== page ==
Three Places To View Michigan’s Northern Lights
The Northern Lights have always been a mystical, magical wonder of the world. They appear, then disappear. You might see them, you might not. There is something about chasing down the enigmatic Northern Lights that makes the phenomenon so intriguing.
According to Canada’s Northern Lights Centre, the Northern Lights, also known as Aurora Borealis in the northern hemisphere or “dawn of the north,” are the result of gaseous particles in the Earth’s atmosphere colliding with charged particles from the sun’s atmosphere.
For the best opportunity at seeing the Northern Lights, go farther north during winter months. Winter provides a longer period of daily darkness making the lights more visible. As you travel north, your chance of encountering the lights will increase. This is because the Earth’s magnetic poles weaken the magnetic field around them and more of the sun’s particles enter the atmosphere there.
The more isolated an area is, the better. Bright lights and pollution only hinder a possible viewing experience. In North America, it’s easiest to see the Northern Lights in Alaska and Canada’s Yukon, Northwest Territories and Nunavut provinces but they have also been observed as far south as New Orleans.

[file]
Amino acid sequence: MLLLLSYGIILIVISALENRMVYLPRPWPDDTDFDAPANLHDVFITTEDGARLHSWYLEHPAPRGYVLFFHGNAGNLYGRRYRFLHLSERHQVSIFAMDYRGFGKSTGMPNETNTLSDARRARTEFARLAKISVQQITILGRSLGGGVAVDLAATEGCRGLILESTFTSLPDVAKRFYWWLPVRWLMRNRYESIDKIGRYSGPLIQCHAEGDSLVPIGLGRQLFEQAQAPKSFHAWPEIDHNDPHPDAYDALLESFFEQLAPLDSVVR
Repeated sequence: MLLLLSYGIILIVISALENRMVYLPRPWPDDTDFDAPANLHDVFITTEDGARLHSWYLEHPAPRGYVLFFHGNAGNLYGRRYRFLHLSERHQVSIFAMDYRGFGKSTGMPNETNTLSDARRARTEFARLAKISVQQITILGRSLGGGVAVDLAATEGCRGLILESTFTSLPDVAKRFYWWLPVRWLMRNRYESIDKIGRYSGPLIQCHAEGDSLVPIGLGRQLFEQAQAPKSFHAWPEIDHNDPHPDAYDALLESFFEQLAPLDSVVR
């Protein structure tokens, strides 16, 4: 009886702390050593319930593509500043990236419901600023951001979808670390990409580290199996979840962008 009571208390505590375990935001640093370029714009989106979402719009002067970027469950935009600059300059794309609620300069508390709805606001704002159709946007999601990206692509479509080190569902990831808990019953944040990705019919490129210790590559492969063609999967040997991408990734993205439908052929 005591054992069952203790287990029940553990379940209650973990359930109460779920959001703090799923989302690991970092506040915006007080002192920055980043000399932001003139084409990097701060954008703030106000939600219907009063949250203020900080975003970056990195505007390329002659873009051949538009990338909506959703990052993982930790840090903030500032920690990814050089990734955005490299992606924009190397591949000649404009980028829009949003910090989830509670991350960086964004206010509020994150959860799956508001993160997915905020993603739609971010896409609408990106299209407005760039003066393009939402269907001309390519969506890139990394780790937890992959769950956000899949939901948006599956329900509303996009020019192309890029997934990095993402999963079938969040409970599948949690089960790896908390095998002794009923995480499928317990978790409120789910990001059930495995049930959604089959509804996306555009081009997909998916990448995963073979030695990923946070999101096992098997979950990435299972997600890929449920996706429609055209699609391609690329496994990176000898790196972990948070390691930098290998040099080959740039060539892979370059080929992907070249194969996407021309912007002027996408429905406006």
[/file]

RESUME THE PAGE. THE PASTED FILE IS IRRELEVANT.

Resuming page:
Here are the best places in Michigan to see the Northern Lights in action:
- Keweenaw Peninsula: The slogan for the Keweenaw Peninsula is “Michigan’s Top of the World,” so it makes sense you could see the Northern Lights from here. Secluded with an expansive coastline, Aurora Borealis fans know this is an optimal viewing experience.
- Marquette: Marquette is the largest city in the U.P. but has nearly zero light pollution. Nestled along Lake Superior, Marquette has miles of public coastline that are perfect to see the Northern Lights.
- Headlands International Dark Sky Park: Two miles west of Mackinaw City, this charming park sits along Lake Michigan. Though there are more lights in the Lower Peninsula, the Dark Sky Park somewhat cancels out that notion.
The Northern Lights are tricky to plan for and often unpredictable. Let us know your tips for tracking the Northern Lights in the comments section below.
If you liked this post, be sure to check out:
- Hiking in Michigan: Where to Go and How to Start
- 5 of the Lower Peninsula’s Most Beautiful Bike Routes
- Michigan Water and Boating: Summer Safety
Photo credit: MingayPhoto